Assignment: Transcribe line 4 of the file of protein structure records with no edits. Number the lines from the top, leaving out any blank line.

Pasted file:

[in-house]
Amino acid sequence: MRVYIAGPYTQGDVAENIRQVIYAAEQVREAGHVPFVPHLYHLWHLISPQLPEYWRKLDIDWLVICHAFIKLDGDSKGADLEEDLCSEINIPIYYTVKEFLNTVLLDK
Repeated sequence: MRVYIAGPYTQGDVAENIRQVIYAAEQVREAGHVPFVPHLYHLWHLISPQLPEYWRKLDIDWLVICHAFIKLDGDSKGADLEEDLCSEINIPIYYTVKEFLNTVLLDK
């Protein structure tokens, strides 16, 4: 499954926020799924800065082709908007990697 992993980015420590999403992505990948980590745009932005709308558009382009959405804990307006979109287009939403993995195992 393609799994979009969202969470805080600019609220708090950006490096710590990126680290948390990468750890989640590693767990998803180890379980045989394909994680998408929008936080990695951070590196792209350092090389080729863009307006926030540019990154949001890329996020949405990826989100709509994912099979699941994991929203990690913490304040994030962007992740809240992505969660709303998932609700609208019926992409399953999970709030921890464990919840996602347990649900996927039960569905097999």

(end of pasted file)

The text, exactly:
């Protein structure tokens, strides 16, 4: 499954926020799924800065082709908007990697 992993980015420590999403992505990948980590745009932005709308558009382009959405804990307006979109287009939403993995195992 393609799994979009969202969470805080600019609220708090950006490096710590990126680290948390990468750890989640590693767990998803180890379980045989394909994680998408929008936080990695951070590196792209350092090389080729863009307006926030540019990154949001890329996020949405990826989100709509994912099979699941994991929203990690913490304040994030962007992740809240992505969660709303998932609700609208019926992409399953999970709030921890464990919840996602347990649900996927039960569905097999």